STILL NEVER THE SAME (2015), 17 minutes, color, silent, video
In 2005, I was in the middle of college, trying to figure out how to make art and how to engage meaningfully with both the histories and futures of artist cinema. Or experimental film. Or video art. Or media art. Or whatever I was calling it then and am calling it now. I made a piece - my first big one - called NTSC. The entire fifteen minute video was made from the generative possibilities of Final Cut Pro, mostly color bars with a bit of static. Psychedelic and slippery, it was a piece that consumed me during its making and enabled me to forge a much stronger sense of my interests and the possibilities of the media.
Now, a decade deeper into making art, that piece acts as a fascinating portal into a younger artists's concerns and enthusiasms. Some things are the same, some things have been abandoned, a number of things have been added. STILL NEVER THE SAME is a remix, a reconsideration, a retrieval, a reconvening. NTSC is still inside of it, but it's also changed and shifted. The constraints are similar, but distinct: taking the original piece and treating it as found; maintaining and enhancing old fascinations while forging a space for new ones.
Made for Test Patterns at Flux Factory and subsequently exhibited at the 2016 Chicago Underground Film Festival.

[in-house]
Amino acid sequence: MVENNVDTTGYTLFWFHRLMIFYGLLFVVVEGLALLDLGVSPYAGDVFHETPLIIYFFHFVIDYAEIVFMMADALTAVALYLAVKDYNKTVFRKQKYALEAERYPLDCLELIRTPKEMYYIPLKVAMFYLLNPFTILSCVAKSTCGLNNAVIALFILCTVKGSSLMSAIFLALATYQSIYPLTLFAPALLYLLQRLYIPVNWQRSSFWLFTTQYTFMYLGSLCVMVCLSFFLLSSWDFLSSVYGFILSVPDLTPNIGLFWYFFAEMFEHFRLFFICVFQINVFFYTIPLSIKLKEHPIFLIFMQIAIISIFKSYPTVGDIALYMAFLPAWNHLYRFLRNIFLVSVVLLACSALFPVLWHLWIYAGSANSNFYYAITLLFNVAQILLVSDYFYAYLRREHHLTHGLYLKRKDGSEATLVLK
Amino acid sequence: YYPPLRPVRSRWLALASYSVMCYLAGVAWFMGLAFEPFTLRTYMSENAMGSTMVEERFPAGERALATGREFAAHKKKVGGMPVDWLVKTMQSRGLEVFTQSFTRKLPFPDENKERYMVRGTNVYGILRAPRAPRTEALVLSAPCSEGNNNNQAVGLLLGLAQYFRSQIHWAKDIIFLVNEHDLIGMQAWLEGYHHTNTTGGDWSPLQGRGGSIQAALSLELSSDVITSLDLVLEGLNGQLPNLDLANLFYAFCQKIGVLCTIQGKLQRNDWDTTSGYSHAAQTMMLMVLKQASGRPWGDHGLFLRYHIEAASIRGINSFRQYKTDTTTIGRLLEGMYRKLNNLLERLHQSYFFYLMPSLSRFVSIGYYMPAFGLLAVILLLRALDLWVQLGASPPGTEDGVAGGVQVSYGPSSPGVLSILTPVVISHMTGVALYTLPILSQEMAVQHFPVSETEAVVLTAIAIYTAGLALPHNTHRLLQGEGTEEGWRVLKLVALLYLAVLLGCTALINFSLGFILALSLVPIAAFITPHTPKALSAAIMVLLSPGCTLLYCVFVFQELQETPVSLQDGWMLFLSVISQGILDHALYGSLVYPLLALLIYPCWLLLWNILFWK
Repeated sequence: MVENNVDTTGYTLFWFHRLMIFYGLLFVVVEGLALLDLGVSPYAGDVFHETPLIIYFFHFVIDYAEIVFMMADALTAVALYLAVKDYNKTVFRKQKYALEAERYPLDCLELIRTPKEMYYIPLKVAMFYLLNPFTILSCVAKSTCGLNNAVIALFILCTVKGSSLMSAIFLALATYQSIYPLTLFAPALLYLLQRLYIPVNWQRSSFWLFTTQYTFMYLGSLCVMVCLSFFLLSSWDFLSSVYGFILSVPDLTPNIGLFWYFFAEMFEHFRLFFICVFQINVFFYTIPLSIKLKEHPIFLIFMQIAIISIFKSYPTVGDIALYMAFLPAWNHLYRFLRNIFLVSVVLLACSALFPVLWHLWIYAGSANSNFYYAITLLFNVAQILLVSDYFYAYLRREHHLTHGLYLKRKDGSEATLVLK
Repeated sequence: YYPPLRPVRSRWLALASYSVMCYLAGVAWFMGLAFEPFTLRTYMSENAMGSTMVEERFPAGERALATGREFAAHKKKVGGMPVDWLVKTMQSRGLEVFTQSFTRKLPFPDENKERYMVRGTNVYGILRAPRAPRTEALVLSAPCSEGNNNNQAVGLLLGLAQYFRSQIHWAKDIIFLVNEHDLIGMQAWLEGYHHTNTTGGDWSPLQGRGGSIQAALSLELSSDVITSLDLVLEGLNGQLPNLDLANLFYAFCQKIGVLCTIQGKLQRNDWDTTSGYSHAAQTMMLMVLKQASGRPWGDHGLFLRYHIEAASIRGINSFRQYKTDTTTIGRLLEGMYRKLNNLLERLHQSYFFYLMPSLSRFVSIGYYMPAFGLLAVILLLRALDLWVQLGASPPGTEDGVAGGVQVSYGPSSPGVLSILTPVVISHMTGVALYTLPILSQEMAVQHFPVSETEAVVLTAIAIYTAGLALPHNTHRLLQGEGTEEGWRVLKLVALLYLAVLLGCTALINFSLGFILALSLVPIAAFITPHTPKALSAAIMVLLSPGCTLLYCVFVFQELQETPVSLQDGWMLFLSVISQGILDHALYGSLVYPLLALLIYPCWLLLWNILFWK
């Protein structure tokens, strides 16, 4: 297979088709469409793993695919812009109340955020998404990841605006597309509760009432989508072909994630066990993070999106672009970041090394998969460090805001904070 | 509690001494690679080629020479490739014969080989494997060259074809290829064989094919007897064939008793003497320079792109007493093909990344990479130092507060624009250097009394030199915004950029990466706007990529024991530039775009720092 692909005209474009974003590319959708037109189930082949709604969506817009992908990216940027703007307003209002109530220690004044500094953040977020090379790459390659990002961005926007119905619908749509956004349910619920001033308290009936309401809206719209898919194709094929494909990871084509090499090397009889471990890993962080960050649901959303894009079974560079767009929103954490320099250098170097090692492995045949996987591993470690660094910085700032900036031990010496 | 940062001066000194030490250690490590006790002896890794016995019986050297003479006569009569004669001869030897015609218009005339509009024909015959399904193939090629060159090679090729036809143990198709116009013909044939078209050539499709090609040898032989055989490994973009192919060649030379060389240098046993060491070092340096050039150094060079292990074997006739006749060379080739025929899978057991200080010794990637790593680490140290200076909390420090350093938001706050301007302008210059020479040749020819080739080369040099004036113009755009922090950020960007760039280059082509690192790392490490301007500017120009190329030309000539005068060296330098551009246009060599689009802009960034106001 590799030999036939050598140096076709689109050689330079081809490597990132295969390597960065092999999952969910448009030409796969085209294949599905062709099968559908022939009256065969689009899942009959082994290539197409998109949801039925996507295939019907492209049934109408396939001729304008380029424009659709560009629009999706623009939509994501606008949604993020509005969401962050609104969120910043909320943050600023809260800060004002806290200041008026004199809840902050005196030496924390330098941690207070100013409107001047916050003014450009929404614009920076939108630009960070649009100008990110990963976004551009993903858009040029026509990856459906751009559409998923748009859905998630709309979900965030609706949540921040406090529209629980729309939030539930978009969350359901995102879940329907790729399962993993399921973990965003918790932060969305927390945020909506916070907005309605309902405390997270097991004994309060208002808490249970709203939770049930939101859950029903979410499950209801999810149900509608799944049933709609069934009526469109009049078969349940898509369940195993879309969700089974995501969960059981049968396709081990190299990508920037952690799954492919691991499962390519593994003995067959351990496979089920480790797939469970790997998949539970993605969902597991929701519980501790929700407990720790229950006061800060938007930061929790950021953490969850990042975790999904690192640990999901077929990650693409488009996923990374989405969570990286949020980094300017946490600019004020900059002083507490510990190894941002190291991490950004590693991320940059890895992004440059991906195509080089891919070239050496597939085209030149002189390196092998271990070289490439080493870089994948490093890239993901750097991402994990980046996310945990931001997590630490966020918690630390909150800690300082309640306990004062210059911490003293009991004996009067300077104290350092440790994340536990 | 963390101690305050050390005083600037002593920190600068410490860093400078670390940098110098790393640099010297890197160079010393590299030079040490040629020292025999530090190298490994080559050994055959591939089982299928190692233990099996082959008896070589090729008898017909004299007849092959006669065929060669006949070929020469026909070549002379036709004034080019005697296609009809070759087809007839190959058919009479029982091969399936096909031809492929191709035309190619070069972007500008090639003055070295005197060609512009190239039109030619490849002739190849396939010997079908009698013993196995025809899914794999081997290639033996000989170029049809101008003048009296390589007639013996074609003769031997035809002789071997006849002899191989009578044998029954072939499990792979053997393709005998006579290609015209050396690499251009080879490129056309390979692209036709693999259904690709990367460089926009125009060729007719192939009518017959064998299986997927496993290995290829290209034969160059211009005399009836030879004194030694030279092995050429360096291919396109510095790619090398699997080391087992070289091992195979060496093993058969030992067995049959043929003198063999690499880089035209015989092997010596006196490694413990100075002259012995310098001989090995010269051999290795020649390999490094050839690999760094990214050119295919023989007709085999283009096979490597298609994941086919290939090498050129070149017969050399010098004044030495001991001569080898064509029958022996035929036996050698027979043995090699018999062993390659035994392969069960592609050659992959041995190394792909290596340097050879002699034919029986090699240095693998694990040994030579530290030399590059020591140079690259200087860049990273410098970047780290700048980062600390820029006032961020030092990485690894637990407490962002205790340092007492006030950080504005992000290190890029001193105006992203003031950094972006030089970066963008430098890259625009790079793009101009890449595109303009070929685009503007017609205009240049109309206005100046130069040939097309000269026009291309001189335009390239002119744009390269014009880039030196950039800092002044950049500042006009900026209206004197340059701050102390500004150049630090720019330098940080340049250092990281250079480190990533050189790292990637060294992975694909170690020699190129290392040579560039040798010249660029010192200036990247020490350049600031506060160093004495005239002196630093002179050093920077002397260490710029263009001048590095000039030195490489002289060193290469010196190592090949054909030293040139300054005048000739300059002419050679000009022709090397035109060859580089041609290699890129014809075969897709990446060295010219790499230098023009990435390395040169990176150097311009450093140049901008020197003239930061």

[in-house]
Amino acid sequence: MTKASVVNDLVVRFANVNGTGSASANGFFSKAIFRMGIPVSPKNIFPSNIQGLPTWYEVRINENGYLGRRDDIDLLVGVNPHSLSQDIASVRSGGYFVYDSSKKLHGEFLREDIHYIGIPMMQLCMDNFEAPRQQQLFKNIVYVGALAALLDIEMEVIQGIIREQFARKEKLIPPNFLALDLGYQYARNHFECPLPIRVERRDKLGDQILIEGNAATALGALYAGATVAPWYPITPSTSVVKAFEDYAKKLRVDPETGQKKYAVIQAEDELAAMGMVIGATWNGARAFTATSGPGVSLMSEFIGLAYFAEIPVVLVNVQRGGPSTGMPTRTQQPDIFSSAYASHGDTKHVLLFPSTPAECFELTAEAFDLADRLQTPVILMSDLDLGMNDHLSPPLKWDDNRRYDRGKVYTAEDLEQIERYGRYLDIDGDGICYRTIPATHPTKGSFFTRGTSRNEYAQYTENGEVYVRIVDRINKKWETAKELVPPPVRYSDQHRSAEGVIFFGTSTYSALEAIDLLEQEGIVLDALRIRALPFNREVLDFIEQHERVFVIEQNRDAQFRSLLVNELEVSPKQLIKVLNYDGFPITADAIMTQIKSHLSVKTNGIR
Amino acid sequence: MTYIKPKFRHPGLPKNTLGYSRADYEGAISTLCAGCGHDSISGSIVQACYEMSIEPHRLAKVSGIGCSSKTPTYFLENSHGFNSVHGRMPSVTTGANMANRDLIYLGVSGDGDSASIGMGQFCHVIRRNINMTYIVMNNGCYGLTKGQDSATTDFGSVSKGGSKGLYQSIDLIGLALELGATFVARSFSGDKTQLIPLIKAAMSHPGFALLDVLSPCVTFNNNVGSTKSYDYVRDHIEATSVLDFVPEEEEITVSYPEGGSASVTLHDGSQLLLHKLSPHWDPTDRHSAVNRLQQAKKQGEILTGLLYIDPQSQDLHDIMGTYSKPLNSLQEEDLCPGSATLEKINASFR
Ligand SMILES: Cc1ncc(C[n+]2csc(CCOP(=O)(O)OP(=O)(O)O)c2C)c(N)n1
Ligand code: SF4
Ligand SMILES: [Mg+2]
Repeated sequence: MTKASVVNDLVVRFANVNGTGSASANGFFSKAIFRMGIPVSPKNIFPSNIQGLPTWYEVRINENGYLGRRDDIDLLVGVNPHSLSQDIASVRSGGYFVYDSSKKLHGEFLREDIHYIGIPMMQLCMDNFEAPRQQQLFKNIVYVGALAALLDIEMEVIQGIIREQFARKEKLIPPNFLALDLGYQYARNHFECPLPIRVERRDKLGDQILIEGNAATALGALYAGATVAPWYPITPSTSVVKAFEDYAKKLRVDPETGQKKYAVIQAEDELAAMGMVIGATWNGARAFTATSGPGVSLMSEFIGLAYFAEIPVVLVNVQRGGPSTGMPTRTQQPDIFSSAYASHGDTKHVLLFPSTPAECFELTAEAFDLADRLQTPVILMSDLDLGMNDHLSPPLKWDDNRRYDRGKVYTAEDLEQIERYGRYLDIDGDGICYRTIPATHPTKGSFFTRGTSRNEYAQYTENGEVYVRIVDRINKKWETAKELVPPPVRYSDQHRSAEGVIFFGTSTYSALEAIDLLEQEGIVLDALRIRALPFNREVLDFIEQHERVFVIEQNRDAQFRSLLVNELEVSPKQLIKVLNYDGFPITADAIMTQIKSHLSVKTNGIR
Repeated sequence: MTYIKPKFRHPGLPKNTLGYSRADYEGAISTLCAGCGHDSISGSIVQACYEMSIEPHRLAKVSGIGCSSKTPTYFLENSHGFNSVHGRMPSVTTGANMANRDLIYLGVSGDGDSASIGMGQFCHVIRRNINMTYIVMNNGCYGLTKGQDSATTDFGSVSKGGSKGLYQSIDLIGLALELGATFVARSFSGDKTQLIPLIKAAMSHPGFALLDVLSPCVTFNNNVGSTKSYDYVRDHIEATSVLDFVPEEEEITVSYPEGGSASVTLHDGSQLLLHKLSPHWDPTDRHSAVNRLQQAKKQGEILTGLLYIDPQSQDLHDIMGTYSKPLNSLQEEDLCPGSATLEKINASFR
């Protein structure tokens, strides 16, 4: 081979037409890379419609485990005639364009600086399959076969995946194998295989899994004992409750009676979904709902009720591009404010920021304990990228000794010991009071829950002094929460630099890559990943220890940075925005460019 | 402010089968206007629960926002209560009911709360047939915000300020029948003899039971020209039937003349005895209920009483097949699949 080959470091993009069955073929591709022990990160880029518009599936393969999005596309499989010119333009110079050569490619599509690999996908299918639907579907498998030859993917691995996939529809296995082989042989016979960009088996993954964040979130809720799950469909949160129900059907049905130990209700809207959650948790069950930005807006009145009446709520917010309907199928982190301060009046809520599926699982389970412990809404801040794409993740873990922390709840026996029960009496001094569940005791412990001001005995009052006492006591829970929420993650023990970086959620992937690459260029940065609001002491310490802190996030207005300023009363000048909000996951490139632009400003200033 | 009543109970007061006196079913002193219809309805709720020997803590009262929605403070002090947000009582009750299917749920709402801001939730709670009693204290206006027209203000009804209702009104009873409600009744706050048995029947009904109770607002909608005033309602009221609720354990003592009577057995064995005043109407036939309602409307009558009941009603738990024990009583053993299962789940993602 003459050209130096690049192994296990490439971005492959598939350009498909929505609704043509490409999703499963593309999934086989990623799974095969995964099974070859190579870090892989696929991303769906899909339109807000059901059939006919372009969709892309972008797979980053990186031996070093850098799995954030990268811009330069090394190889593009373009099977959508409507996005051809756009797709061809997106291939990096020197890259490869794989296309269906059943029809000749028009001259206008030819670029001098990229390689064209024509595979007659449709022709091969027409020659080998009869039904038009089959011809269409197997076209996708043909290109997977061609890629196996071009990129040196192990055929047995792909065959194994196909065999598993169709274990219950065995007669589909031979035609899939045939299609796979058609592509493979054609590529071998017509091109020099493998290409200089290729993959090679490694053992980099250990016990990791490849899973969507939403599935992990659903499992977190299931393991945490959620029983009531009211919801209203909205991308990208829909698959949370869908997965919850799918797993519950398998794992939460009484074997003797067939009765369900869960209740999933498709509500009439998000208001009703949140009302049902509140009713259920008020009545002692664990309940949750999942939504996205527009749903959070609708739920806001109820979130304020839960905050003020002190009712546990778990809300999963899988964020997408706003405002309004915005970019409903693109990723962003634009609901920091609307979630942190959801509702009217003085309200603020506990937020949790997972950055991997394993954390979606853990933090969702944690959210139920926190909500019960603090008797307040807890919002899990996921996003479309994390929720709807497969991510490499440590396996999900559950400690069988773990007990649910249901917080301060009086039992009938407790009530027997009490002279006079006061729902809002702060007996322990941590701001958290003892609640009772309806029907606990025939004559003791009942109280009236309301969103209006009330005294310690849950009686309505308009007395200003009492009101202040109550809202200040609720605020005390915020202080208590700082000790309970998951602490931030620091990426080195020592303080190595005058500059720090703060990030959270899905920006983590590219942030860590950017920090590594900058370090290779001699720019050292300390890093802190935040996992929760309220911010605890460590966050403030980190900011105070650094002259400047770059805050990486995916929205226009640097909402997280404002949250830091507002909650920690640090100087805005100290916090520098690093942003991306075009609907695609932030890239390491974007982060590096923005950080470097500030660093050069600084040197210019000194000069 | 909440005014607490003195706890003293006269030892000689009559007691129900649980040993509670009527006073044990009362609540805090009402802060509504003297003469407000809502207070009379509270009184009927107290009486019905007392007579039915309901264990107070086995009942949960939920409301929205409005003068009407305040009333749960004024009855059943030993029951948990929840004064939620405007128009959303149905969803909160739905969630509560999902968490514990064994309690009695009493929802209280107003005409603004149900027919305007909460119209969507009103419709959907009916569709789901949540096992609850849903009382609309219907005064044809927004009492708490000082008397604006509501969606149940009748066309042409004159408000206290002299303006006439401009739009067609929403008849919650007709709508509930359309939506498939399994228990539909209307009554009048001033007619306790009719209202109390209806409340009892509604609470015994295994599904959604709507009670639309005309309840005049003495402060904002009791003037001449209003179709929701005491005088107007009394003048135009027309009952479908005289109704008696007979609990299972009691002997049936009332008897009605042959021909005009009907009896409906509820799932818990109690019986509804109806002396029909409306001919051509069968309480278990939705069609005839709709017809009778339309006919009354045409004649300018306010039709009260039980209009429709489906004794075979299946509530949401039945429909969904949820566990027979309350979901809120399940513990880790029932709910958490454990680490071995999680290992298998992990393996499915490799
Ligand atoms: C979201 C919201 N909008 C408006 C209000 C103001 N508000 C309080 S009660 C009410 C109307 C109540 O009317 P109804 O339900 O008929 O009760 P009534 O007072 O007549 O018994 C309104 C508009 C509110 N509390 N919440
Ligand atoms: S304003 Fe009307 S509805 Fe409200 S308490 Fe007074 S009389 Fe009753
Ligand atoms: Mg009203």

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NTSC (2005), 15 minutes, color, silent, video
Digital Video Collaboration with Final Cut Pro. All images are the product of generative possibilities within the program: nothing imported, nothing shot, one part static, seven thousand color bars and a yuga's worth of make believe. I've heard and even said "this pizza is a metaphor" ("you can put crazy toppings on your pizza") and this is the kind of new place that reminds you of your inscriptive powers and of the vastness contained in a (turn)ons-and-offs or a zza party's parting gifs. A landscape for a cybernetic future in which human perception/experience/sensation is administered algorithmically. There are moments in these parallel futures though that have the capacity to blow brains to bits and that's ok, yeah, that's kinda the point.